Isotonic Training

Isotonic movement is a type of muscle contraction. Most exercise regimens include isotonic exercises, many of which you’re probably already familiar with: squats, push-ups, pull-ups, bench presses, and deadlifts.

The term “isotonic” comes from ancient Greek and roughly translates into “same tension” or “same tone.” “This means isotonic exercise keeps the muscles at the same tension throughout the movement,” says Jonathan Sabar, ACE, NCSF, ISSA, a certified trainer and owner of Defy! Fitness in Broomfield, Colorado.

“Most exercises we think of for working out are isotonic — moving your body or an external weight through a range of motion deliberately,” Sabar explains.

This differs from isometric (“same length”) exercise, in which the muscle works against a force without the muscle changing length (“static”). It’s also different form isokinetic (“same speed”) exercise, where the rate of movement is constant. Isokinetic exercise “requires specialized equipment to keep the load moving at a constant rate, regardless of the force applied,” says Sabar.

The Advantages of Isotonic Training

When exercising, it's important to know why you're doing what you're doing and how to do it safely. Isotonic exercises are popular because they don’t require special equipment or anything you can’t find in a typical gym. Additionally, many isotonic exercises, like squats and push-ups, are natural and intuitive for most people. This means they translate well into movements humans perform daily outside of the gym. Isotonic movements also work the entire range-of-motion of a joint.

While isotonic exercises are pretty intuitive, most people know squat about squats, says Sabar. “Push-ups are an awesome exercise nobody ever teaches. They just say ‘Drop and give me 10’,” he says.

To get the most out of your exercise regimen and get to peak muscle performance, read Sabar’s tips for perfecting the push-up and the squat below. 

Isotonic Training: Perfect Your Squats and Pushups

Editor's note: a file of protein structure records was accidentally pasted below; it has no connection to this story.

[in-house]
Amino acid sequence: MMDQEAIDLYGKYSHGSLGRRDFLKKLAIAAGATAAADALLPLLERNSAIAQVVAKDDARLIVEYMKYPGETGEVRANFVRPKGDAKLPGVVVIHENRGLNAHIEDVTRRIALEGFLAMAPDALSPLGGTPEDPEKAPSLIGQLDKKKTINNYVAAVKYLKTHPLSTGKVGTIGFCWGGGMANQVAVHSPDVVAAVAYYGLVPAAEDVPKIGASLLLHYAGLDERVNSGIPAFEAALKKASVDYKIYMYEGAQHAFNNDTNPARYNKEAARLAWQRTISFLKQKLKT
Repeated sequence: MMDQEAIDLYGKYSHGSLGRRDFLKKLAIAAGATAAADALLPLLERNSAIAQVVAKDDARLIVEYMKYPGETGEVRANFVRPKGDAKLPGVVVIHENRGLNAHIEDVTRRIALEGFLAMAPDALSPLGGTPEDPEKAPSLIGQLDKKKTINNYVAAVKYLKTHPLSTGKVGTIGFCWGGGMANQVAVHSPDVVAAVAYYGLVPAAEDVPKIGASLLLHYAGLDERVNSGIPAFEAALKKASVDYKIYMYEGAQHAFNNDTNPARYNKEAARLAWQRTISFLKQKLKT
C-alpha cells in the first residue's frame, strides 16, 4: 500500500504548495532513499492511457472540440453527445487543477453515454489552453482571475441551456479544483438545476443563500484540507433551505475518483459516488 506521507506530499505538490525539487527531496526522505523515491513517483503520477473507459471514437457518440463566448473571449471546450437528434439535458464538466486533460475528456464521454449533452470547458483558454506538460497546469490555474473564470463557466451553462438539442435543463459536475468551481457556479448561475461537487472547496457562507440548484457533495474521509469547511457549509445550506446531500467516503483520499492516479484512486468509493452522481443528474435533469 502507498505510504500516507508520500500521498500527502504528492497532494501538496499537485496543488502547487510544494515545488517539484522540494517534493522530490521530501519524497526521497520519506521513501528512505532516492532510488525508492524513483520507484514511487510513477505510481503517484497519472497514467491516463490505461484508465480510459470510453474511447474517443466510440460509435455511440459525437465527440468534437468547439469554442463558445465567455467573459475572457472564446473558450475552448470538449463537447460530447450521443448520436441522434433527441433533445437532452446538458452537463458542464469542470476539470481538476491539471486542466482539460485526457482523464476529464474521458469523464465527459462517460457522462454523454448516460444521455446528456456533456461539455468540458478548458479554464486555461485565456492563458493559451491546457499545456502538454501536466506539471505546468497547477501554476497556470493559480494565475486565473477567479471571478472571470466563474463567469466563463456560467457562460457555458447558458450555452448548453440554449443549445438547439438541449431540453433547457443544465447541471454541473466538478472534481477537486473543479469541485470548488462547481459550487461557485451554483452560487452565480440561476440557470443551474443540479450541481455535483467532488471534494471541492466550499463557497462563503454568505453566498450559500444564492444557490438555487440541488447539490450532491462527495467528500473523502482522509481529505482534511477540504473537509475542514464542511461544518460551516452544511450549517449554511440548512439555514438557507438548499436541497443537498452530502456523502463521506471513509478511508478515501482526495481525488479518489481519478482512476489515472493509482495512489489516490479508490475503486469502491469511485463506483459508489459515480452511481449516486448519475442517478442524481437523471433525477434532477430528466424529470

• Make sure your knees are tracking (in line) with your toes. If your knees tend to buckle inward, rotate your feet outward, or ‘spread the floor’ with your feet.
  • Don't flatten your back, but don't exaggerate a back arch. Use your glutes, abs, back, and hip flexors to lock your ribcage and your back into a neutral curve.
  • As you begin each squat, keep your glutes tight enough that your hip flexors literally pull you into a squat. This keeps your hips active.
  • Push through the entire arch of your foot. Don't rock forward to the ball of your foot.
  • The range of motion of a full squat bottoms out when the crease of your hip is below the top of your knee.
  • Initiate the drive up from the bottom from your hips, not your knees. Start the movement by squeezing your glutes.
  • Return to the top position, reset, ensure you're continuing to maintain good form, and repeat. 

“The squat can be performed unweighted, with a dumbbell held at the chest, or with a barbell held on the back, the front of the delts, or overhead,” says Sabar.


  • Start out in a plank position: Place your hands on the floor with fingertips pointed forward and toes on the floor. Place feet about hip-width apart. Then get tight!
  • Twist your hands outward (pretend you're trying to unscrew a jar lid with your left hand while tightening one with your right hand). This puts your shoulders into external rotation.
  • Tighten your abdominal muscles and pull your hips slightly toward your ribs while squeezing your glutes. This flattens your back and keeps your core stable.
  • Squeeze your quads as though you're trying to pull your kneecaps up your thighs.
  • As you bend at the elbows to lower toward the ground, continue with the external rotation through your shoulders. The rotation through the shoulders should put your upper arms close to 45 degrees out from your body.
  • Stay tight through your core and shoulders as you lower your chest almost to the floor. Your shoulders should be lower than your elbows as you press back up to the start position. Be sure to keep your neck neutral, or in line with your spine, throughout the push up. Your chest — not your chin — should reach the floor.

Are you working toward performing full "military" push-ups on the floor? Sabar suggests incline push-ups or ‘negatives.’ “Lower yourself slowly and with a perfect plank. Then get back to the start position by peeling off of the floor or coming to your knees.” You can also put your hands on an elevated surface.